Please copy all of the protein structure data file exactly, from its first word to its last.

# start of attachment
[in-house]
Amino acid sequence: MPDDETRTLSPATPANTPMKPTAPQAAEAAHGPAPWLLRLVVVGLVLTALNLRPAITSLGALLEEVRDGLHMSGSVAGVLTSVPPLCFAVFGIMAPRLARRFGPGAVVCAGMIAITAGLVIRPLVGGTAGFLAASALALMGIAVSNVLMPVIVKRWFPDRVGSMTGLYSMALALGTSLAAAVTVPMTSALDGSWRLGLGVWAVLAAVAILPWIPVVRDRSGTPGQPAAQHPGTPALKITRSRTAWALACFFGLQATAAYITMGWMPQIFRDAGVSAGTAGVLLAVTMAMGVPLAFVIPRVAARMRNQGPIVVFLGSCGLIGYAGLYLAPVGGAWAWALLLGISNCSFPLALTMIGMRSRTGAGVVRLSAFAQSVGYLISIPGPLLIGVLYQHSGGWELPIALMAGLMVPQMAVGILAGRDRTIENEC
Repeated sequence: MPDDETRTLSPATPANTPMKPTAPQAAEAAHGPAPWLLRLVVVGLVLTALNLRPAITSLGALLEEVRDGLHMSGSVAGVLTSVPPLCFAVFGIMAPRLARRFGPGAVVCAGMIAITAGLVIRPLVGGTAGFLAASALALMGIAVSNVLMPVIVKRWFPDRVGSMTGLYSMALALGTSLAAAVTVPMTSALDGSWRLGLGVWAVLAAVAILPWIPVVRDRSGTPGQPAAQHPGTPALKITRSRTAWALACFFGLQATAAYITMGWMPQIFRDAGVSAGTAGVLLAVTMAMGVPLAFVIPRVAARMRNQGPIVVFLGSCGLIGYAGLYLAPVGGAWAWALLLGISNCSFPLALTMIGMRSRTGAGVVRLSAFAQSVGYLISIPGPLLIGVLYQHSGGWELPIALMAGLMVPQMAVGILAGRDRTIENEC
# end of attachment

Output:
[in-house]
Amino acid sequence: MPDDETRTLSPATPANTPMKPTAPQAAEAAHGPAPWLLRLVVVGLVLTALNLRPAITSLGALLEEVRDGLHMSGSVAGVLTSVPPLCFAVFGIMAPRLARRFGPGAVVCAGMIAITAGLVIRPLVGGTAGFLAASALALMGIAVSNVLMPVIVKRWFPDRVGSMTGLYSMALALGTSLAAAVTVPMTSALDGSWRLGLGVWAVLAAVAILPWIPVVRDRSGTPGQPAAQHPGTPALKITRSRTAWALACFFGLQATAAYITMGWMPQIFRDAGVSAGTAGVLLAVTMAMGVPLAFVIPRVAARMRNQGPIVVFLGSCGLIGYAGLYLAPVGGAWAWALLLGISNCSFPLALTMIGMRSRTGAGVVRLSAFAQSVGYLISIPGPLLIGVLYQHSGGWELPIALMAGLMVPQMAVGILAGRDRTIENEC
Repeated sequence: MPDDETRTLSPATPANTPMKPTAPQAAEAAHGPAPWLLRLVVVGLVLTALNLRPAITSLGALLEEVRDGLHMSGSVAGVLTSVPPLCFAVFGIMAPRLARRFGPGAVVCAGMIAITAGLVIRPLVGGTAGFLAASALALMGIAVSNVLMPVIVKRWFPDRVGSMTGLYSMALALGTSLAAAVTVPMTSALDGSWRLGLGVWAVLAAVAILPWIPVVRDRSGTPGQPAAQHPGTPALKITRSRTAWALACFFGLQATAAYITMGWMPQIFRDAGVSAGTAGVLLAVTMAMGVPLAFVIPRVAARMRNQGPIVVFLGSCGLIGYAGLYLAPVGGAWAWALLLGISNCSFPLALTMIGMRSRTGAGVVRLSAFAQSVGYLISIPGPLLIGVLYQHSGGWELPIALMAGLMVPQMAVGILAGRDRTIENEC